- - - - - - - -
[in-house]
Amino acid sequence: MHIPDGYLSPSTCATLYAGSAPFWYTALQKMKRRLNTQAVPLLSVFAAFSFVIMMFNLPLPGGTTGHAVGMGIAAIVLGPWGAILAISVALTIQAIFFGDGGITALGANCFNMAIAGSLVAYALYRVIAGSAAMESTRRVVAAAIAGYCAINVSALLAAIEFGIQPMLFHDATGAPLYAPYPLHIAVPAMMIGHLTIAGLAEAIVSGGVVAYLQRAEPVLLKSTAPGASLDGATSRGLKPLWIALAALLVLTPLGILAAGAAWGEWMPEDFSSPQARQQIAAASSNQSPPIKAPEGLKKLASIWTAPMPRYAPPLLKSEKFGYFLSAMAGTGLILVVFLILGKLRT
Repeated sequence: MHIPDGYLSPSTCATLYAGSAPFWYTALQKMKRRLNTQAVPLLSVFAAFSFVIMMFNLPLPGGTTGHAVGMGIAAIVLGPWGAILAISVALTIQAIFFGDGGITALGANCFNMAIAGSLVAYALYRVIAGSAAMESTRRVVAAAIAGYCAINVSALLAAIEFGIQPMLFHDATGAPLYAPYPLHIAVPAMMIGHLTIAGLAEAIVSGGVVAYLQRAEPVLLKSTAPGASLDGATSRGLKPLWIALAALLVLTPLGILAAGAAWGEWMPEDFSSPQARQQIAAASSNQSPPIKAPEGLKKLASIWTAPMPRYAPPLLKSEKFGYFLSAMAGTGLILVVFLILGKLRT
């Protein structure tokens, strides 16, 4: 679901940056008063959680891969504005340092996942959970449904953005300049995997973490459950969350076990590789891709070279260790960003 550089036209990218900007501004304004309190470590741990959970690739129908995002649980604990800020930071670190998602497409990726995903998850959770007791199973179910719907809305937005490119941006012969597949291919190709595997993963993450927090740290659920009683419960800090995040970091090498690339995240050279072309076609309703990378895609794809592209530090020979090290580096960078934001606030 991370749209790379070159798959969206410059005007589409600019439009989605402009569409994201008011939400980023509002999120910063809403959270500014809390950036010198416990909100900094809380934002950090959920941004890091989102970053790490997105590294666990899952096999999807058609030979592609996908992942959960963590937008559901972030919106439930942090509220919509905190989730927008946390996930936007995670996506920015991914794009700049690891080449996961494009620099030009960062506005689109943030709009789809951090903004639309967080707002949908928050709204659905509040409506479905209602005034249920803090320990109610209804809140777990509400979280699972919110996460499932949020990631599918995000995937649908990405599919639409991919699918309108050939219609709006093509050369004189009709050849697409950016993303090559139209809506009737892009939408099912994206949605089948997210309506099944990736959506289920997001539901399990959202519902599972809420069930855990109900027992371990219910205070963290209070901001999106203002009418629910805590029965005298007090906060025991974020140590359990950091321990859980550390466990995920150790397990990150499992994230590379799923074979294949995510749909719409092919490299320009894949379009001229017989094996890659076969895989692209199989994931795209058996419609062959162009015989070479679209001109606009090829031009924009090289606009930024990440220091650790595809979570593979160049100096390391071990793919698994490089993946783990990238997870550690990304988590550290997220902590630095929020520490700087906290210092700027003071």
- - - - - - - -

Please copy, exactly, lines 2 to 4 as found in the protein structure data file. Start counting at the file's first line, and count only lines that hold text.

Amino acid sequence: MHIPDGYLSPSTCATLYAGSAPFWYTALQKMKRRLNTQAVPLLSVFAAFSFVIMMFNLPLPGGTTGHAVGMGIAAIVLGPWGAILAISVALTIQAIFFGDGGITALGANCFNMAIAGSLVAYALYRVIAGSAAMESTRRVVAAAIAGYCAINVSALLAAIEFGIQPMLFHDATGAPLYAPYPLHIAVPAMMIGHLTIAGLAEAIVSGGVVAYLQRAEPVLLKSTAPGASLDGATSRGLKPLWIALAALLVLTPLGILAAGAAWGEWMPEDFSSPQARQQIAAASSNQSPPIKAPEGLKKLASIWTAPMPRYAPPLLKSEKFGYFLSAMAGTGLILVVFLILGKLRT
Repeated sequence: MHIPDGYLSPSTCATLYAGSAPFWYTALQKMKRRLNTQAVPLLSVFAAFSFVIMMFNLPLPGGTTGHAVGMGIAAIVLGPWGAILAISVALTIQAIFFGDGGITALGANCFNMAIAGSLVAYALYRVIAGSAAMESTRRVVAAAIAGYCAINVSALLAAIEFGIQPMLFHDATGAPLYAPYPLHIAVPAMMIGHLTIAGLAEAIVSGGVVAYLQRAEPVLLKSTAPGASLDGATSRGLKPLWIALAALLVLTPLGILAAGAAWGEWMPEDFSSPQARQQIAAASSNQSPPIKAPEGLKKLASIWTAPMPRYAPPLLKSEKFGYFLSAMAGTGLILVVFLILGKLRT
């Protein structure tokens, strides 16, 4: 679901940056008063959680891969504005340092996942959970449904953005300049995997973490459950969350076990590789891709070279260790960003 550089036209990218900007501004304004309190470590741990959970690739129908995002649980604990800020930071670190998602497409990726995903998850959770007791199973179910719907809305937005490119941006012969597949291919190709595997993963993450927090740290659920009683419960800090995040970091090498690339995240050279072309076609309703990378895609794809592209530090020979090290580096960078934001606030 991370749209790379070159798959969206410059005007589409600019439009989605402009569409994201008011939400980023509002999120910063809403959270500014809390950036010198416990909100900094809380934002950090959920941004890091989102970053790490997105590294666990899952096999999807058609030979592609996908992942959960963590937008559901972030919106439930942090509220919509905190989730927008946390996930936007995670996506920015991914794009700049690891080449996961494009620099030009960062506005689109943030709009789809951090903004639309967080707002949908928050709204659905509040409506479905209602005034249920803090320990109610209804809140777990509400979280699972919110996460499932949020990631599918995000995937649908990405599919639409991919699918309108050939219609709006093509050369004189009709050849697409950016993303090559139209809506009737892009939408099912994206949605089948997210309506099944990736959506289920997001539901399990959202519902599972809420069930855990109900027992371990219910205070963290209070901001999106203002009418629910805590029965005298007090906060025991974020140590359990950091321990859980550390466990995920150790397990990150499992994230590379799923074979294949995510749909719409092919490299320009894949379009001229017989094996890659076969895989692209199989994931795209058996419609062959162009015989070479679209001109606009090829031009924009090289606009930024990440220091650790595809979570593979160049100096390391071990793919698994490089993946783990990238997870550690990304988590550290997220902590630095929020520490700087906290210092700027003071």